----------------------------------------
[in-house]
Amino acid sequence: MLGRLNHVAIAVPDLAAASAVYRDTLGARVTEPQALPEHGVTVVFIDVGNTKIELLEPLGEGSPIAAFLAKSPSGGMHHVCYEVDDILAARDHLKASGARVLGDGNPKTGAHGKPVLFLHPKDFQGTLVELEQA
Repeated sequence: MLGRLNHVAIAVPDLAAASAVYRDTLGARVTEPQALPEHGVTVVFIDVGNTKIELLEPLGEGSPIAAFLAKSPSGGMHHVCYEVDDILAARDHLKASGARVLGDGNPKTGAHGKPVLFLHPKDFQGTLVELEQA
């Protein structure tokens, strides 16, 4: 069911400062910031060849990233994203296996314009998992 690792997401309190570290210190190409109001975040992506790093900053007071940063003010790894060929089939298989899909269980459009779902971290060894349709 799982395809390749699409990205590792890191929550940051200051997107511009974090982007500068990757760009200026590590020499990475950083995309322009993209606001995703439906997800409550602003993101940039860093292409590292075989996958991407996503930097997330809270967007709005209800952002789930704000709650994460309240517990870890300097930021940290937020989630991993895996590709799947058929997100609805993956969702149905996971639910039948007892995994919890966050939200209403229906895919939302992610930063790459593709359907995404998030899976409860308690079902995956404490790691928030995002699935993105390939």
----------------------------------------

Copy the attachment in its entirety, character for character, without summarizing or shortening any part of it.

[in-house]
Amino acid sequence: MLGRLNHVAIAVPDLAAASAVYRDTLGARVTEPQALPEHGVTVVFIDVGNTKIELLEPLGEGSPIAAFLAKSPSGGMHHVCYEVDDILAARDHLKASGARVLGDGNPKTGAHGKPVLFLHPKDFQGTLVELEQA
Repeated sequence: MLGRLNHVAIAVPDLAAASAVYRDTLGARVTEPQALPEHGVTVVFIDVGNTKIELLEPLGEGSPIAAFLAKSPSGGMHHVCYEVDDILAARDHLKASGARVLGDGNPKTGAHGKPVLFLHPKDFQGTLVELEQA
């Protein structure tokens, strides 16, 4: 069911400062910031060849990233994203296996314009998992 690792997401309190570290210190190409109001975040992506790093900053007071940063003010790894060929089939298989899909269980459009779902971290060894349709 799982395809390749699409990205590792890191929550940051200051997107511009974090982007500068990757760009200026590590020499990475950083995309322009993209606001995703439906997800409550602003993101940039860093292409590292075989996958991407996503930097997330809270967007709005209800952002789930704000709650994460309240517990870890300097930021940290937020989630991993895996590709799947058929997100609805993956969702149905996971639910039948007892995994919890966050939200209403229906895919939302992610930063790459593709359907995404998030899976409860308690079902995956404490790691928030995002699935993105390939």